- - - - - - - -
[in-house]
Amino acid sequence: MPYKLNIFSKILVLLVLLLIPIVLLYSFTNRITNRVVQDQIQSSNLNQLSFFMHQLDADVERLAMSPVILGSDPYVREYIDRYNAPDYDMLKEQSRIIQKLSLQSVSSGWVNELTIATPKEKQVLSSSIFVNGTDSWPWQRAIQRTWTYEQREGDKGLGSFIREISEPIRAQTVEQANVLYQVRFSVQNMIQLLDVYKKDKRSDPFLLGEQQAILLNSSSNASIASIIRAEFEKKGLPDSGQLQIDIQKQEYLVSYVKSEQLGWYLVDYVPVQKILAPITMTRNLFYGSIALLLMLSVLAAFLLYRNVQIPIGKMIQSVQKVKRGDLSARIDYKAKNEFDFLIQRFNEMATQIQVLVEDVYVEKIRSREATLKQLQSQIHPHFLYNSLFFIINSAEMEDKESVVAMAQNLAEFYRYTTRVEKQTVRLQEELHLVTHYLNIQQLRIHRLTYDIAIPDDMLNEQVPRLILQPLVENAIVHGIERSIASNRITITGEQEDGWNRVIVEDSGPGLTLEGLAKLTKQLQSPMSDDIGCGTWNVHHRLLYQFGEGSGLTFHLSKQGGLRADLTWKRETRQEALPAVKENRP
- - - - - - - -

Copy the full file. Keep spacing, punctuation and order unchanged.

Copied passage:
[in-house]
Amino acid sequence: MPYKLNIFSKILVLLVLLLIPIVLLYSFTNRITNRVVQDQIQSSNLNQLSFFMHQLDADVERLAMSPVILGSDPYVREYIDRYNAPDYDMLKEQSRIIQKLSLQSVSSGWVNELTIATPKEKQVLSSSIFVNGTDSWPWQRAIQRTWTYEQREGDKGLGSFIREISEPIRAQTVEQANVLYQVRFSVQNMIQLLDVYKKDKRSDPFLLGEQQAILLNSSSNASIASIIRAEFEKKGLPDSGQLQIDIQKQEYLVSYVKSEQLGWYLVDYVPVQKILAPITMTRNLFYGSIALLLMLSVLAAFLLYRNVQIPIGKMIQSVQKVKRGDLSARIDYKAKNEFDFLIQRFNEMATQIQVLVEDVYVEKIRSREATLKQLQSQIHPHFLYNSLFFIINSAEMEDKESVVAMAQNLAEFYRYTTRVEKQTVRLQEELHLVTHYLNIQQLRIHRLTYDIAIPDDMLNEQVPRLILQPLVENAIVHGIERSIASNRITITGEQEDGWNRVIVEDSGPGLTLEGLAKLTKQLQSPMSDDIGCGTWNVHHRLLYQFGEGSGLTFHLSKQGGLRADLTWKRETRQEALPAVKENRP